The apostles said to the Lord, “Increase our faith!” Luke 17:3-5 (NIV)

I just finished reading a book called Recovering from Losses in Life by H. Norman Wright. About giving up anger and resentment, he includes a comment a client made: “Each day I wrote the phrase ‘I forgive you for …’ and then put down the first reason I could think of for not forgiving … Then I thanked [the Lord] for what He was doing, even if I didn’t feel like it. I discovered many things through this: I was full of bitterness. It kept me pinned down and stuck. I didn’t want to forgive. They didn’t deserve it.” (Recovering from Losses in Life, H. Norman Wright, chapter 10, pg 185.)

Sometimes, “I repent” is never uttered. Sometimes wounding continues intentionally. And sometimes forgiveness is not feeling, but action. I am learning this daily, and often it’s not easy. Sometimes I feel like a big fake, putting on smiles and kindness when inside I groan and grieve. A persistent weight that does pin and stick, unforgiveness. But where does it lead? Bitterness? Hatred?

Anyone who claims to be in the light but hates a brother or sister is still in the darkness. Anyone who loves their brother and sister lives in the light, and there is nothing in them to make them stumble. But anyone who hates a brother or sister is in the darkness and walks around in the darkness. They do not know where they are going, because the darkness has blinded them. 1 John 2:9-11 (NIV)

My study notes read: In the Bible hatred and love as moral qualities are not primarily emotions, but attitudes expressed in actions.

Lord, I don’t want to be blinded by darkness. I’m not sure I can trust my feelings, but you are trustworthy. When you tell me forgive, I want to.  Even if it means writing it out on a piece of paper every day, or smiling and acting despite the difficulty. It would be a lot easier if I felt like it in the face of circumstance, but I pray that I will act first–in forgiveness, in love–in hopes my heart will soften enough to feel later. Thank you for forgiving me! And thank you for showing me the very real danger of unforgiveness.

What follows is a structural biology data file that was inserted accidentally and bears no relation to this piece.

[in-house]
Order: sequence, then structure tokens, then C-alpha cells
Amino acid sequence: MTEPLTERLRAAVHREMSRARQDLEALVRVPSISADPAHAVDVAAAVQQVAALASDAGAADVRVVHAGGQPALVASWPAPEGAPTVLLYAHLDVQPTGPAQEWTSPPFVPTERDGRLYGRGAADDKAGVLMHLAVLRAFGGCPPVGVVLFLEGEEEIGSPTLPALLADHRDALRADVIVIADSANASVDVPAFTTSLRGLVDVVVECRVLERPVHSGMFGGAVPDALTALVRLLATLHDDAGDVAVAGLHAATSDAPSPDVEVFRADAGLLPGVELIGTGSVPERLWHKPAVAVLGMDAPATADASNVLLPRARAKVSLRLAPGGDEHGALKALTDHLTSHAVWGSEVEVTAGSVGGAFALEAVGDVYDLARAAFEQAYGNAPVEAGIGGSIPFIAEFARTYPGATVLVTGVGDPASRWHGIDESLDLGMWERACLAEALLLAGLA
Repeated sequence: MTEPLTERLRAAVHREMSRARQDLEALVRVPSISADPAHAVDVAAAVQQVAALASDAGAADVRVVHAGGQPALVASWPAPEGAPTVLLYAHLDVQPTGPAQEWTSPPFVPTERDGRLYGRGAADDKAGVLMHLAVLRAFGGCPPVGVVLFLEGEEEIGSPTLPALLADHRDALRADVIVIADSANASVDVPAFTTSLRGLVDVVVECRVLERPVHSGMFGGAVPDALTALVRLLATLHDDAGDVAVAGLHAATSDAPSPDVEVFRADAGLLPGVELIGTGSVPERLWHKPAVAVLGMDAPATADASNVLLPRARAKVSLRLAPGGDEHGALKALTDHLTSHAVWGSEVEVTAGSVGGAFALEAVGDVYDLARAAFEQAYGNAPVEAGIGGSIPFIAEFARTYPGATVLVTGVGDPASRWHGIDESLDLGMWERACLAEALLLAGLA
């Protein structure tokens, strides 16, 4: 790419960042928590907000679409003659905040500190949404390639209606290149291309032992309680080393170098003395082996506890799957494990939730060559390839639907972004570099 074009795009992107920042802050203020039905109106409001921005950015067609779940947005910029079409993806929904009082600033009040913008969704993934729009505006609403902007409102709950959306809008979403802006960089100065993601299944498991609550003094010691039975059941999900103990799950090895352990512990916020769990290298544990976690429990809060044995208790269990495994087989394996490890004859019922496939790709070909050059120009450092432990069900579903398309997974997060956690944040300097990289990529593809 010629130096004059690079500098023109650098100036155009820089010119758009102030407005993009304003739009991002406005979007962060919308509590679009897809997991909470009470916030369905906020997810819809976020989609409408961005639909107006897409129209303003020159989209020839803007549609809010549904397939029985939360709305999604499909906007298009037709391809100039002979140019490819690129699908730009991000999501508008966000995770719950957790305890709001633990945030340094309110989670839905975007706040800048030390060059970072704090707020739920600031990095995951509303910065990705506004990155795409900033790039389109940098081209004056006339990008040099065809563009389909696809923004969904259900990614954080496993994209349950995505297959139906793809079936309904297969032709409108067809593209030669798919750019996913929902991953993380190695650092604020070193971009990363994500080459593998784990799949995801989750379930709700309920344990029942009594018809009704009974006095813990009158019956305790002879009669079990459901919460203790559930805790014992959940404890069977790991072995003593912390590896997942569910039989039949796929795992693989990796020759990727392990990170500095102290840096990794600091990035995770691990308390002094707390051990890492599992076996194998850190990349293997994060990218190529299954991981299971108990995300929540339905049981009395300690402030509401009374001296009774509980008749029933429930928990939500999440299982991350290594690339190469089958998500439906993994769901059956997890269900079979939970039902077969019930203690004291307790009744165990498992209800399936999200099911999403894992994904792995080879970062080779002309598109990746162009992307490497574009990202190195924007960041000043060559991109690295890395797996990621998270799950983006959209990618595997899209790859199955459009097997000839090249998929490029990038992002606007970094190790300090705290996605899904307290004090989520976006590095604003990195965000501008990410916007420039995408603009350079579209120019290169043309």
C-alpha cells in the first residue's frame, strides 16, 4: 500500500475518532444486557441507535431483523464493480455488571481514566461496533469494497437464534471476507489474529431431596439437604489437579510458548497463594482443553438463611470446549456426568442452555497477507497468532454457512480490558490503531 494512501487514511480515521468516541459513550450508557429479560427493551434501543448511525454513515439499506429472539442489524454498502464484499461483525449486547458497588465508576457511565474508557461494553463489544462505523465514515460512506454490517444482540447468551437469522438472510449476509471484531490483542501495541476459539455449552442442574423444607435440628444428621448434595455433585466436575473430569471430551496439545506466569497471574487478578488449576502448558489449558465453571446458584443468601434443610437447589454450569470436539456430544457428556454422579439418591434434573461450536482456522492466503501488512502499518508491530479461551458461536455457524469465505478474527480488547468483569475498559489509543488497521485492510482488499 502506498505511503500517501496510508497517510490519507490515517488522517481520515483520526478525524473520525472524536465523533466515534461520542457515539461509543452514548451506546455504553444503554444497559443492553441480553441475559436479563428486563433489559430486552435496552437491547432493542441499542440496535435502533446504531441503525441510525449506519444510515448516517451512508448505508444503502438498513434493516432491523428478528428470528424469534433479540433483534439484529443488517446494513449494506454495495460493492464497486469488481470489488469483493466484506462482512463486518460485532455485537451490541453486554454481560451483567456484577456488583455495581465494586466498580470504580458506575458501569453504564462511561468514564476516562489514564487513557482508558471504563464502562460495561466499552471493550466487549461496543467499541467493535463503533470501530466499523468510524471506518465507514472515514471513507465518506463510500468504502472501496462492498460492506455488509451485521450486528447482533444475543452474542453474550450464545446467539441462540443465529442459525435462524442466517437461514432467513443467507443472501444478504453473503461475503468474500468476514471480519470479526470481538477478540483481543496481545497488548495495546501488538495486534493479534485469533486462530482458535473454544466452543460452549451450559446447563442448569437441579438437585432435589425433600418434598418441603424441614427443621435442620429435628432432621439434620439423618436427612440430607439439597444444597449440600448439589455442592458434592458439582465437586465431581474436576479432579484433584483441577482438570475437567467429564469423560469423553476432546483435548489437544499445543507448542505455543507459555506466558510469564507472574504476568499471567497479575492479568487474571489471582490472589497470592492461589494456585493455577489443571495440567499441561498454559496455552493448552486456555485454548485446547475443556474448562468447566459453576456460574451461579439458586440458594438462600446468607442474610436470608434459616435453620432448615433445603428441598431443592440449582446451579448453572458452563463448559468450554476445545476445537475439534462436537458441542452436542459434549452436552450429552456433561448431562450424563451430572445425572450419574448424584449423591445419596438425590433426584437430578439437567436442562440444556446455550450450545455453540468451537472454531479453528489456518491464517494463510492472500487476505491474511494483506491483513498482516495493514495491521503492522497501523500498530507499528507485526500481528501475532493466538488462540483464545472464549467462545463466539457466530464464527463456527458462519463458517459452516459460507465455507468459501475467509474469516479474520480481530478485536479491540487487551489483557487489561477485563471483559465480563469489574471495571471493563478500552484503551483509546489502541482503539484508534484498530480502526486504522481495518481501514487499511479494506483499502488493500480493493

Courtney (66books365)


Filed under 1 John, Luke, M'Cheyne Bible reading plan, New Testament

Gen. 41; Mark 11; Job 7; Rom. 11


22“Have[f] faith in God,” Jesus answered. 23“I tell you the truth, if anyone says to this mountain, ‘Go, throw yourself into the sea,’ and does not doubt in his heart but believes that what he says will happen, it will be done for him. 24Therefore I tell you, whatever you ask for in prayer, believe that you have received it, and it will be yours. 25And when you stand praying, if you hold anything against anyone, forgive him, so that your Father in heaven may forgive you your sins.” Mark 22-24 (NIV)


I do wonder what my prayer life would look like if I could boldly and confidently approach the Lord with my requests. I feel something holds me back. I pray for others and their needs without hesitation, but when it comes to me … I have more trouble. And I wonder if it’s my on-going battle with forgiveness. I wish that I could just forgive and have it be over with. Instead, my resentments towards others creep up on me unexpectedly–even when I think I’m over it. And I can feel all kinds of awful rekindled in my heart.

Of course, I can put on the happy face and be civil towards others. I can even take extra steps to show unexpected kindnesses–but these actions are unable to quench this yuck that’s tangled up inside of me. Sometimes, they’re just enough to make me think I have forgiven. Later, I’m taken off guard when hurt feelings flare up. This not only continues to injure my relationships with others, but it hinders my relationship with the Lord and the work I do for him.


Father, humbly I approach you with this problem. Please change my heart. Do these wounds stem from an unconscious hierarchy I’ve imagined? Help me to stop putting myself above others. Feed me truth to root out the lies I tell myself about my place in this world … and the motives of others.

Courtney (66books35)


Filed under M'Cheyne Bible reading plan, Mark, New Testament